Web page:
It is impossible to avoid making comparisons between Shark Tale and Pixars Finding Nemo (2003), which came out just over a year before Shark Tale. Both are CGI animated films, both feature talking fish and both depict the underwater world with the same vibrant palette of colour. Shark Tale was greeted with a number of Finding Nemo Lite reviews, although this is perhaps unfair to it the amount of time that animated films spend in production would mean that planning and production of Shark Tale would have been well advanced before Finding Nemo ever appeared in theatres.
Shark Tale works enjoyably. It trades in familiar characterisations the loser who accidentally finds himself acclaimed a hero through his own liberal regard for truth in retelling his exploits only to then be thrust into deep water; the bad girl temptress; the heroine who pines unnoticed for the hero; the opportunistic boss. One fascinating aspect is how each of the animated characters reflects the physical likeness of the actors voicing the part bad girl fish Lola has Angelina Jolies distinctive features (and in fact gives a better performance than the live-action Jolie usually does), while Oscar has Will Smiths noticeable African-American features and, in particular, Sykes comes with Martin Scorseses distinctive beetle brows. Shark Tale lets its elements come together with effortless ease and enchants considerably. It is not quite up there with Finding Nemo but it works enjoyably.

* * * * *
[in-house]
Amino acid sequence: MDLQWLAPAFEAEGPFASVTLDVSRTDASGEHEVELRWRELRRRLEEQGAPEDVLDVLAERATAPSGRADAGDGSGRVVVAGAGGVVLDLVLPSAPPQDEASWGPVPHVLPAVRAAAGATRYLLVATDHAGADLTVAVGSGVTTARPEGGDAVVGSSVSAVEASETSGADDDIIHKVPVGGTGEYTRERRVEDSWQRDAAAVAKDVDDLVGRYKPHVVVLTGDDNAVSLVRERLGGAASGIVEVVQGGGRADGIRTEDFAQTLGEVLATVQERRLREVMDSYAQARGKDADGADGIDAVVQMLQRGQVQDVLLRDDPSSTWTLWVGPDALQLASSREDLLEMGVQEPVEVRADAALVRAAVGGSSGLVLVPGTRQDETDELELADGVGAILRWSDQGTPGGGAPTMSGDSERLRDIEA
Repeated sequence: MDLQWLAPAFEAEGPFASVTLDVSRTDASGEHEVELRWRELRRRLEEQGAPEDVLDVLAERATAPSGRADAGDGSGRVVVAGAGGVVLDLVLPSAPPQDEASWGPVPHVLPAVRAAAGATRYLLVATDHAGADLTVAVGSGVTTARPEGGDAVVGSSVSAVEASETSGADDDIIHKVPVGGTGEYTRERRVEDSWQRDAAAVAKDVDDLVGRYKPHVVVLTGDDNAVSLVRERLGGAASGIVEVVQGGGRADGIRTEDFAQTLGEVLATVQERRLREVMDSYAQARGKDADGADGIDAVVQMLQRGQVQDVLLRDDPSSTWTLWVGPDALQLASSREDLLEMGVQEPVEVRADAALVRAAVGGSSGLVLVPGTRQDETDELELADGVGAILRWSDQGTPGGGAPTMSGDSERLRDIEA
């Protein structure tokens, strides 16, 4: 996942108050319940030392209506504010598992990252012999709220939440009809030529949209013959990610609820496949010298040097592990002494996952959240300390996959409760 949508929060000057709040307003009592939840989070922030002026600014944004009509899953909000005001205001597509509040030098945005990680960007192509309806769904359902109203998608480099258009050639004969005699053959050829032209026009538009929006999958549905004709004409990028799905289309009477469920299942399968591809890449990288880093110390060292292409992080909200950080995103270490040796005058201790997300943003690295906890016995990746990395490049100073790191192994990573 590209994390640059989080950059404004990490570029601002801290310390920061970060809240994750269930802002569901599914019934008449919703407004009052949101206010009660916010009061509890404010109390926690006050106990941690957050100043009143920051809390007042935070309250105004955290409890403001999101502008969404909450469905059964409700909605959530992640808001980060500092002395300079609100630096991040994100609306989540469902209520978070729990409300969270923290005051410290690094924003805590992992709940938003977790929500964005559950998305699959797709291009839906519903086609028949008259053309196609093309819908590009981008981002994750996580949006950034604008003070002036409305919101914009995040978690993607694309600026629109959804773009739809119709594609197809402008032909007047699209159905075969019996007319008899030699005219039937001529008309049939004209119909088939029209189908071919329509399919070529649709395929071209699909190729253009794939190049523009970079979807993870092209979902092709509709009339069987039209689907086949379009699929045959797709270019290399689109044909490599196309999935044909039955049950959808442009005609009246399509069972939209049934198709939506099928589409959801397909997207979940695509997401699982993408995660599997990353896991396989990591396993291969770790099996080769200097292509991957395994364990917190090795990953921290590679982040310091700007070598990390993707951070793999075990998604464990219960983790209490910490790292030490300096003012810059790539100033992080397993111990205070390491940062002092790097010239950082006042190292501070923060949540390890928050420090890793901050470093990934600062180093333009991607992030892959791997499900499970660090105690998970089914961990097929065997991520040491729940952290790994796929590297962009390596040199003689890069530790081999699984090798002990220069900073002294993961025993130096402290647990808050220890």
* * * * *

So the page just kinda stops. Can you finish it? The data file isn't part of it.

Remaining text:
When it came out, Shark Tale was greeted with a number of protests by the Italian-American community over its caricaturing of Italian-Americans as Mafioso. (Although, there does seem something slightly odd about Italian-Americans protesting over their portrayal in a movie about talking fish). If anything, it is less a case of caricature as it is of Shark Tale drawing from in particular the Mafia angst drama of tvs The Sopranos (1999-2007). The voice cast even includes two Sopranos regulars Michael Imperioli and Vincent Pastore while elsewhere, the film casts Robert De Niro and Martin Scorsese, whose mutual influence over cinematic Mafia portrayals is legendary. If any ethnic group had a reason to complain about racial caricatures though, it would surely be Jamaicans, whose caricaturing as Rastafarian jellyfish here borders on bad stock racial types.
The other thing that is particularly noticeable about Shark Tale is its product placement or at least its parody of such. This appears to be becoming a standard feature of DreamWorks films a near identical parody of recognisable brand names was conducted in their Shrek 2 (2004) a few months earlier. Here we have piscine parodies of brand names Gup, Coral Cola and so on. Both Shark Tale and Shrek 2 seem to stand in an uneasy place between whether they are conducting parodies of contemporary commercialisation or whether they are merely using the pretence of this to conduct product placements. It tends uneasily towards the latter one suspects. In that tv watchdogs are getting increasingly uptight about the promotion of brand names on childrens television, the idea of so blatantly slipping such product placement into a childrens film does have an unpleasant whiff to it.
(No. 7 on the SF, Horror & Fantasy Box-Office Top 10 of 2004 list).